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China's Congress Starts Tuesday, Will Seal Power Transfer

Thousands of delegates from all over China have gathered in Beijing for an annual legislative session that will oversee the country's once-in-a-decade leadership change.

China's new President Xi Jinping will formally take over from Hu Jintao. Li Keqiang is expected to take over from Premier Wen Jiabao. The congress also will appoint other top officials and approve the policies already made behind closed doors.

After being elected as head of the Communist Party's Central Committee in November, Mr. Xi made pledges to curb corruption, raise living standards and create a fairer society. Local media report that at a party meeting Monday he called for economic development based on innovation to make the Asian country a world economic leader.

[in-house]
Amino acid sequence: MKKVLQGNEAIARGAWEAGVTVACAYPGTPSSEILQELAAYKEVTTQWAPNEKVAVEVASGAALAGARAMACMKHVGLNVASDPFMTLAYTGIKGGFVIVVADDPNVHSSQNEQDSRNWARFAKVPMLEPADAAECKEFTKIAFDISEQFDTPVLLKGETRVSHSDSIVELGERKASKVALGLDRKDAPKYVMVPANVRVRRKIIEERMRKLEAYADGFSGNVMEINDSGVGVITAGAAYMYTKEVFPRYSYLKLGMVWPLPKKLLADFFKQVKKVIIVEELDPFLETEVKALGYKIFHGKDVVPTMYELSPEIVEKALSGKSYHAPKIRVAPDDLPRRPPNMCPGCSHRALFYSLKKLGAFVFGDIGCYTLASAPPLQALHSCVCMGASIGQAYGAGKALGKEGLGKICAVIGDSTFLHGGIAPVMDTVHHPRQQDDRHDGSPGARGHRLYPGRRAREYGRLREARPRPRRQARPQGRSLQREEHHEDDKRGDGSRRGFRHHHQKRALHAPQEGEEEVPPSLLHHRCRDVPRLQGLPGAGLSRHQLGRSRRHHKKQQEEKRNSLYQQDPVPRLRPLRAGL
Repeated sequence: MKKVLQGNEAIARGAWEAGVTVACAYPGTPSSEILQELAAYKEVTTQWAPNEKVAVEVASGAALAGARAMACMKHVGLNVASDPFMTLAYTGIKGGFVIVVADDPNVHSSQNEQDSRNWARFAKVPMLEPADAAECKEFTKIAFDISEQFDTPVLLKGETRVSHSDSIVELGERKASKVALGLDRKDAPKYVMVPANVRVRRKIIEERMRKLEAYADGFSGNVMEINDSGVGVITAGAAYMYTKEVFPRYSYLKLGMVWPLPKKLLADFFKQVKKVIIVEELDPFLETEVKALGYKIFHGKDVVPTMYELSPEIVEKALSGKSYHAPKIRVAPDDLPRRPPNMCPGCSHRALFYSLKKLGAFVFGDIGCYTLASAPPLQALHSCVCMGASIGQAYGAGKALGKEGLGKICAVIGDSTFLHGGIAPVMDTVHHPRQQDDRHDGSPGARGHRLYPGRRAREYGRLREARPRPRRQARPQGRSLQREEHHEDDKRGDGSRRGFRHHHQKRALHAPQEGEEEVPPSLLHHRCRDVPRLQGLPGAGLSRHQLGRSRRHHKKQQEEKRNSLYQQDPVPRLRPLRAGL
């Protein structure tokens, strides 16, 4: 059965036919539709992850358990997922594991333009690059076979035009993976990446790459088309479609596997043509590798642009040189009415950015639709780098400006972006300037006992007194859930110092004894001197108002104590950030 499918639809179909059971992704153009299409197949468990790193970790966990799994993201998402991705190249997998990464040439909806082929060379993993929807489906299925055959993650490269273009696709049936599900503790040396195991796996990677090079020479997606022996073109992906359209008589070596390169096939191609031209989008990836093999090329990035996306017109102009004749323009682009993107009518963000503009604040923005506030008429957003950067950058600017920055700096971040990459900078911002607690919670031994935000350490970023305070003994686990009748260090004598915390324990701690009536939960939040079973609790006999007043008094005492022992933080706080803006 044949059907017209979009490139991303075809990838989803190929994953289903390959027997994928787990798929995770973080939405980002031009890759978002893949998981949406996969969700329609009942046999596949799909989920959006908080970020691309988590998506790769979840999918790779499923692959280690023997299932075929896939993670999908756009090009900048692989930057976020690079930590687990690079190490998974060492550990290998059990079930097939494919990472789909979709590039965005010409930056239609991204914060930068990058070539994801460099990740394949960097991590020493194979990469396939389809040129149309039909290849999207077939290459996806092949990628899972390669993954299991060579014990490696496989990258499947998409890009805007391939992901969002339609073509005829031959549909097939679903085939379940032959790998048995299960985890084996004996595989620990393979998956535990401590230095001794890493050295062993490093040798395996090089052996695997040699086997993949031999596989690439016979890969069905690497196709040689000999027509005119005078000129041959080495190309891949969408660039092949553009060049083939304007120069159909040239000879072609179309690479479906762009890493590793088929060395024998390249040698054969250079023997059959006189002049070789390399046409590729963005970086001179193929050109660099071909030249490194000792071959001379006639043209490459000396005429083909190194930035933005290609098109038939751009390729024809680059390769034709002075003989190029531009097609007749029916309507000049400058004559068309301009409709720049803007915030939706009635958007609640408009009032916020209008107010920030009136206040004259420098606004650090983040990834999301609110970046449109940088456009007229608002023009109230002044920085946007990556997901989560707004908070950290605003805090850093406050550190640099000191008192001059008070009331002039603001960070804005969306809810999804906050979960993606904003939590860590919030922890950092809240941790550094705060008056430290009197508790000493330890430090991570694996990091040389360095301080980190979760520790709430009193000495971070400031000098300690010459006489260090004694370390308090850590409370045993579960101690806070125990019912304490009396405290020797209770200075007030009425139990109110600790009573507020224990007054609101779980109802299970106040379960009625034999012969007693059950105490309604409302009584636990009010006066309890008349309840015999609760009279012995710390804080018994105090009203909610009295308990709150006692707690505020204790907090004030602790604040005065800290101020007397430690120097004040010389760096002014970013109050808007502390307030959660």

China's new leadership will face an increasingly vocal citizenry that demands action on corruption, human rights, education and pollution.



Foreign observers are watching for any changes of policies on China's growing military, on its powerful state enterprises and on individual freedoms.

Mr. Xi, former vice president, was elected general secretary of the Central Committee of the Communist Party of China and chairman of the military commission in November of last year. He impressed the Chinese with his talk about fighting corruption and closing a wealth gap at a time when some of China's top politicians became mired in scandal.

During the two-week session, 3,000 delegates in the congress rarely debate policies. They mostly serve as a rubber stamp parliament for budgetary and other decisions made by the top communist leaders.

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